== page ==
Work in progress
The pomp and ceremony of President Hu Jintao's visit to Washington was in sharp contrast to his last trip in 2006, when the Bush administration refused to dignify it as a state visit and the welcoming formalities were marred by protocol mishaps.
While in 2006 Hu got only lunch at the White House, this time he got two dinners - a small, intimate one with the American president, Barack Obama, plus two senior officials from each side, and a grand state dinner the following evening.
One American official reportedly said that if the US gives China the face that it wants, then China would be willing to give America what it wants. So far, it appears, the strategy is working. Obama said after the visit that the foundation for the relationship had been laid for the next several decades.
Robert Gibbs, the White House spokesman, said there had been progress in all three key areas - security, the economy and human rights. But he hedged his optimism by saying 'they're better evaluated over the course of the long term to see have we set ourselves on the path to making real and substantial progress'.
In the area of security, one notable step forward was the Chinese leader's willingness to join Obama in expressing 'concern' regarding North Korea's claimed uranium enrichment programme. China was unwilling to condemn Pyongyang for the sinking last spring of a South Korean naval vessel and for the recent artillery attack on a South Korean island.
This new Chinese willingness to be critical of North Korea is likely to make it easier for the eventual reopening of the six-party talks on denuclearisation of the Korean Peninsula. In fact, almost immediately, South Korea expressed a willingness to enter talks with North Korea on military matters. And North Korea suggested that they begin next month. While the road to resumption of the six-party talks is unlikely to be smooth, at least now there is greater room for manoeuvre by all sides.
In the area of human rights, much has been made of Hu's acknowledgement that China 'recognises and also respects the universality of human rights' and that 'a lot still needs to be done in China in terms of human rights'. But there is unlikely to be much change. The foreign ministry, in explaining how China plans to improve human rights, said: 'Just as the US is improving its human rights, China is continuously improving its human rights as well, a cause of endless efforts.'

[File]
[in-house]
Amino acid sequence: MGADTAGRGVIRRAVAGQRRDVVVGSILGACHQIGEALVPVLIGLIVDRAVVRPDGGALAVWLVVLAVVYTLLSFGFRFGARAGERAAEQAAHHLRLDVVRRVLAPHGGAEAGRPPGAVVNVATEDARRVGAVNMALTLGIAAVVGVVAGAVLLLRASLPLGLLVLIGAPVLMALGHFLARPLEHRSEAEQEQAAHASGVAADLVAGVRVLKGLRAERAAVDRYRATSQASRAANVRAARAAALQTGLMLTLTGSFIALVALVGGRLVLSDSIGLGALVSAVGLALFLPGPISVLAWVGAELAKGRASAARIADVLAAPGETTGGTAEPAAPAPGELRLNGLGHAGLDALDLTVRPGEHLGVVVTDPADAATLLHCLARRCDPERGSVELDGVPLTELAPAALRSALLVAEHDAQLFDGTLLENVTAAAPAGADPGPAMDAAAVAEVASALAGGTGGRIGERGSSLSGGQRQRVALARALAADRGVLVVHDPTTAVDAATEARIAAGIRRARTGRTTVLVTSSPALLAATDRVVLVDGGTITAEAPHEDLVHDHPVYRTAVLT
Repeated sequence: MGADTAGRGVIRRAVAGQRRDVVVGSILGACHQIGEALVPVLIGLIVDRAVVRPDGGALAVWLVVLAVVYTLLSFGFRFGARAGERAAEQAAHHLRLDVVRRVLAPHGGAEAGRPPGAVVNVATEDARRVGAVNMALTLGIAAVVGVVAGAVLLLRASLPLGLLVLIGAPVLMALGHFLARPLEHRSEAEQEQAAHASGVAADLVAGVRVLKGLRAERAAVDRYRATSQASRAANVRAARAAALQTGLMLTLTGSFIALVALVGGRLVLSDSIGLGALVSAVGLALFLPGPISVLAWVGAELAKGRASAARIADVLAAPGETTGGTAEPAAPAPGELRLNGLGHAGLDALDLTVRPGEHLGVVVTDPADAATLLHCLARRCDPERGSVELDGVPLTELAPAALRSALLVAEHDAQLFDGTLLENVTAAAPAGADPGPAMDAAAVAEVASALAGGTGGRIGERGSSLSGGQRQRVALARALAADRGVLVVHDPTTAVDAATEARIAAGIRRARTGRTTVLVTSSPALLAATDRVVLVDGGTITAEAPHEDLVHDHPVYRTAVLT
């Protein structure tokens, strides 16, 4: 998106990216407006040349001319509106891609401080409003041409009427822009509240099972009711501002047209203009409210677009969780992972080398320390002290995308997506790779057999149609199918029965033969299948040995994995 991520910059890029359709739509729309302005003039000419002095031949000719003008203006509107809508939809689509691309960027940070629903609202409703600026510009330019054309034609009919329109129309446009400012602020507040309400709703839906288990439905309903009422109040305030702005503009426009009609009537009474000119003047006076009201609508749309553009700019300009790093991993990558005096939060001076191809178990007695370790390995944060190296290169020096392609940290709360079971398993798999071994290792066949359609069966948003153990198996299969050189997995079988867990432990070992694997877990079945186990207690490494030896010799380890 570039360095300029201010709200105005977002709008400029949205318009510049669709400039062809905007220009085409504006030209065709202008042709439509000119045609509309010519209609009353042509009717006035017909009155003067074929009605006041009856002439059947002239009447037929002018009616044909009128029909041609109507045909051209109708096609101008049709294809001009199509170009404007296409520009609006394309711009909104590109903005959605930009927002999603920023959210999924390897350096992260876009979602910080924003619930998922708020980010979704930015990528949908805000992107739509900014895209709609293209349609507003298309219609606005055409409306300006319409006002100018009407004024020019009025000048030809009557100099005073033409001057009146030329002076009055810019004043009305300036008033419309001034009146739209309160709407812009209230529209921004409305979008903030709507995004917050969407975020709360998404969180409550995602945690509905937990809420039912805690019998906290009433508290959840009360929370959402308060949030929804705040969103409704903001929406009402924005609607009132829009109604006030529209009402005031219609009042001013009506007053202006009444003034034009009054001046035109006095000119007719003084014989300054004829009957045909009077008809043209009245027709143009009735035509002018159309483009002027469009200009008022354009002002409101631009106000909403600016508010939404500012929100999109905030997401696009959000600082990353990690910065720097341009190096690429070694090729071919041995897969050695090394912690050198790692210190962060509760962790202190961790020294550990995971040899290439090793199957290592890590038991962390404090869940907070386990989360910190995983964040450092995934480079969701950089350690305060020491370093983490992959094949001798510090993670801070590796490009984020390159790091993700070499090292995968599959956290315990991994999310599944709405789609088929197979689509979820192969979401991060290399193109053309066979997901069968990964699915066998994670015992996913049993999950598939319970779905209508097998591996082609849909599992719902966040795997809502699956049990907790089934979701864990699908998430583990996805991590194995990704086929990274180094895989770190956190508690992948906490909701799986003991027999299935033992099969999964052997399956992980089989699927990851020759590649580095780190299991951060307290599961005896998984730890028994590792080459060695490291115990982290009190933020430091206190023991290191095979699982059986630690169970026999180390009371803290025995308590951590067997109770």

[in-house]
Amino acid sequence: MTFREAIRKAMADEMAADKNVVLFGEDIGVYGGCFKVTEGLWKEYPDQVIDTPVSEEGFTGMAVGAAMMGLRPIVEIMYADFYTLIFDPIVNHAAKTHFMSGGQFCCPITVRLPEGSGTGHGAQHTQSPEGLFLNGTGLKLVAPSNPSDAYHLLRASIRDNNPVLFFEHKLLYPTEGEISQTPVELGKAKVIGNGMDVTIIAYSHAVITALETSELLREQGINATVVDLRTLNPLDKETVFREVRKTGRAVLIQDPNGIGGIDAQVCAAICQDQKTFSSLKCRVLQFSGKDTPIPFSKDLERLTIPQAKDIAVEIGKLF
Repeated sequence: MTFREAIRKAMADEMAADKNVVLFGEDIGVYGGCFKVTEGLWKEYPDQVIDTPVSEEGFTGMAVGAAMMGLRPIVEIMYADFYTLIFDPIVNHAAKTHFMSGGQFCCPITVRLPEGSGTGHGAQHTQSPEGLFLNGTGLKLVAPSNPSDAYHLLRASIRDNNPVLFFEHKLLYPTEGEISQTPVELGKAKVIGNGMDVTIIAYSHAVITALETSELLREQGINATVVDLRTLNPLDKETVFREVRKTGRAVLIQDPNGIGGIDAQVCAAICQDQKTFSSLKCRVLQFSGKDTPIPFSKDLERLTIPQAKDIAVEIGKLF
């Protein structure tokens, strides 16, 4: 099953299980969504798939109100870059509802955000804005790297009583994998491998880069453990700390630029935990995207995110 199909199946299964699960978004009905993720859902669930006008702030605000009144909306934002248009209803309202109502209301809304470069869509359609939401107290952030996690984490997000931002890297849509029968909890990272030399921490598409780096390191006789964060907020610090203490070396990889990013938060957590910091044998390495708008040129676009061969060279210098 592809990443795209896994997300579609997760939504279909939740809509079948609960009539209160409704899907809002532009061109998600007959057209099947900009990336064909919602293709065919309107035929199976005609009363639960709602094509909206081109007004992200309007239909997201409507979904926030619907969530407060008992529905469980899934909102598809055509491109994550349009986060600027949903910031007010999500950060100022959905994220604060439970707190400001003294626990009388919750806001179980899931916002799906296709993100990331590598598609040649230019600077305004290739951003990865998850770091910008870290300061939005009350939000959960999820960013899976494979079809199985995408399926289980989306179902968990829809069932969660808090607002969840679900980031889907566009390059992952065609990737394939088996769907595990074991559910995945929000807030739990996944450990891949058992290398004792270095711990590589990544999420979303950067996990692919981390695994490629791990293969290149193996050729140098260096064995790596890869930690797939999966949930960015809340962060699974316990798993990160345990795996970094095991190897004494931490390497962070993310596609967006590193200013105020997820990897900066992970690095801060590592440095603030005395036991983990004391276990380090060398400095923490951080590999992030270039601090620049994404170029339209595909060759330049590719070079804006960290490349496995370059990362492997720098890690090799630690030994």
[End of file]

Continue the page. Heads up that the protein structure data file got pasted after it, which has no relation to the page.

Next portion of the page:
On the economic side, while Hu refused to accept American demands for a drastic revaluation of the renminbi, the two sides did announce business deals that Obama said would generate US$45 billion in American exports. Moreover, China agreed to scrap its policy of 'indigenous innovation', which discriminated against American companies when they compete for big government contracts with Chinese companies.
So the visit was largely successful, halting a serious deterioration brought about by Beijing's increasingly assertive foreign policy in the past year. But what Beijing has hailed as a 'new chapter' in the relationship is delicate and needs to be nurtured.
One step China can take is to release Xue Feng, an American geologist who was sentenced to eight years in prison last year for gathering commercial data on China's oil industry but who was found guilty of spying and collecting state secrets.
This would be relatively painless for China since Xue is not a dissident and was not involved in domestic political activities.
Hu's remarks on human rights came in a press conference that was very different from the one held when Obama visited China in 2009. In Beijing, the press conference 'with Chinese characteristics' consisted of the two leaders reading statements. This time, reporters were actually allowed to ask questions, and get responses. So while Hu was able to revel in all the trappings of a state visit, he had to pay the price of enduring reporters with insistent questions on human rights.
Frank Ching is a Hong Kong-based writer and commentator. Follow him on Twitter: @FrankChing1